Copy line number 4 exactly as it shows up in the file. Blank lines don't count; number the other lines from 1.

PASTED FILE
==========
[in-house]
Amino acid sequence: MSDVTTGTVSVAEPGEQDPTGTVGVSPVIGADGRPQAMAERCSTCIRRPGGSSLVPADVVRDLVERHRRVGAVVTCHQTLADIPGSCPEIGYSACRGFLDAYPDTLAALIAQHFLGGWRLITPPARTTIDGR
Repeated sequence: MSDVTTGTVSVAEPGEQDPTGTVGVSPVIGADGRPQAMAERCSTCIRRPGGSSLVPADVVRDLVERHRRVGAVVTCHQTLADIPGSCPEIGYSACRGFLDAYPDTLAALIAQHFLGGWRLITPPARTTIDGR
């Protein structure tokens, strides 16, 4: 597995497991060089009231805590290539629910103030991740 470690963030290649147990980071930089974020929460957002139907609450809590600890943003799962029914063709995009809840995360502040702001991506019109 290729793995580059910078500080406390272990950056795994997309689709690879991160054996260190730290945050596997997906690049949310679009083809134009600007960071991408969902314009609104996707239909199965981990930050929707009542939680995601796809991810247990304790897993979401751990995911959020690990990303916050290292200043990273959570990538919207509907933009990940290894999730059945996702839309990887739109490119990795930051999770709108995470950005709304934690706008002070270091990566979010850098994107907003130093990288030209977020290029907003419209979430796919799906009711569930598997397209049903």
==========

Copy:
């Protein structure tokens, strides 16, 4: 597995497991060089009231805590290539629910103030991740 470690963030290649147990980071930089974020929460957002139907609450809590600890943003799962029914063709995009809840995360502040702001991506019109 290729793995580059910078500080406390272990950056795994997309689709690879991160054996260190730290945050596997997906690049949310679009083809134009600007960071991408969902314009609104996707239909199965981990930050929707009542939680995601796809991810247990304790897993979401751990995911959020690990990303916050290292200043990273959570990538919207509907933009990940290894999730059945996702839309990887739109490119990795930051999770709108995470950005709304934690706008002070270091990566979010850098994107907003130093990288030209977020290029907003419209979430796919799906009711569930598997397209049903």